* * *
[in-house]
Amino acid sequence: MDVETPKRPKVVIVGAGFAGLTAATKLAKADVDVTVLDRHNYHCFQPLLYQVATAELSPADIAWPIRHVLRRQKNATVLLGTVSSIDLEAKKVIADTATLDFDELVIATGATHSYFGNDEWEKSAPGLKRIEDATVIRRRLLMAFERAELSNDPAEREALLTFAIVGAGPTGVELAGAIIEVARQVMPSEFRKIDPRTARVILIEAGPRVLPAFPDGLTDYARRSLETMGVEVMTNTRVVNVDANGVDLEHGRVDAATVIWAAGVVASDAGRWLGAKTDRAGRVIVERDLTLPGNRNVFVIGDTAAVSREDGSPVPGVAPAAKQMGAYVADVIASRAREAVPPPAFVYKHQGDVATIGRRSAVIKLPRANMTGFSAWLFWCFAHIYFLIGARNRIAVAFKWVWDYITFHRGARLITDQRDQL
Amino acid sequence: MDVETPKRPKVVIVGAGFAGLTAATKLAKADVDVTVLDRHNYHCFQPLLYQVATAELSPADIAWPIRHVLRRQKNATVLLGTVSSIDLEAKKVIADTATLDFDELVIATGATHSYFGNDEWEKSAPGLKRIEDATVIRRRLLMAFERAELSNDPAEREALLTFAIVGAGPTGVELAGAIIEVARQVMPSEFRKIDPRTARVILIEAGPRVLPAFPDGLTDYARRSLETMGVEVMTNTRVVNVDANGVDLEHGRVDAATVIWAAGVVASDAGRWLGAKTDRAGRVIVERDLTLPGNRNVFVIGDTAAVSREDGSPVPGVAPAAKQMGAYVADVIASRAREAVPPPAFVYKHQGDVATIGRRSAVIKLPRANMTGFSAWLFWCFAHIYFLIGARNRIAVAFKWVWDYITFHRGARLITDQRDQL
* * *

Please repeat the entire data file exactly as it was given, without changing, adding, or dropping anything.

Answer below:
[in-house]
Amino acid sequence: MDVETPKRPKVVIVGAGFAGLTAATKLAKADVDVTVLDRHNYHCFQPLLYQVATAELSPADIAWPIRHVLRRQKNATVLLGTVSSIDLEAKKVIADTATLDFDELVIATGATHSYFGNDEWEKSAPGLKRIEDATVIRRRLLMAFERAELSNDPAEREALLTFAIVGAGPTGVELAGAIIEVARQVMPSEFRKIDPRTARVILIEAGPRVLPAFPDGLTDYARRSLETMGVEVMTNTRVVNVDANGVDLEHGRVDAATVIWAAGVVASDAGRWLGAKTDRAGRVIVERDLTLPGNRNVFVIGDTAAVSREDGSPVPGVAPAAKQMGAYVADVIASRAREAVPPPAFVYKHQGDVATIGRRSAVIKLPRANMTGFSAWLFWCFAHIYFLIGARNRIAVAFKWVWDYITFHRGARLITDQRDQL
Amino acid sequence: MDVETPKRPKVVIVGAGFAGLTAATKLAKADVDVTVLDRHNYHCFQPLLYQVATAELSPADIAWPIRHVLRRQKNATVLLGTVSSIDLEAKKVIADTATLDFDELVIATGATHSYFGNDEWEKSAPGLKRIEDATVIRRRLLMAFERAELSNDPAEREALLTFAIVGAGPTGVELAGAIIEVARQVMPSEFRKIDPRTARVILIEAGPRVLPAFPDGLTDYARRSLETMGVEVMTNTRVVNVDANGVDLEHGRVDAATVIWAAGVVASDAGRWLGAKTDRAGRVIVERDLTLPGNRNVFVIGDTAAVSREDGSPVPGVAPAAKQMGAYVADVIASRAREAVPPPAFVYKHQGDVATIGRRSAVIKLPRANMTGFSAWLFWCFAHIYFLIGARNRIAVAFKWVWDYITFHRGARLITDQRDQL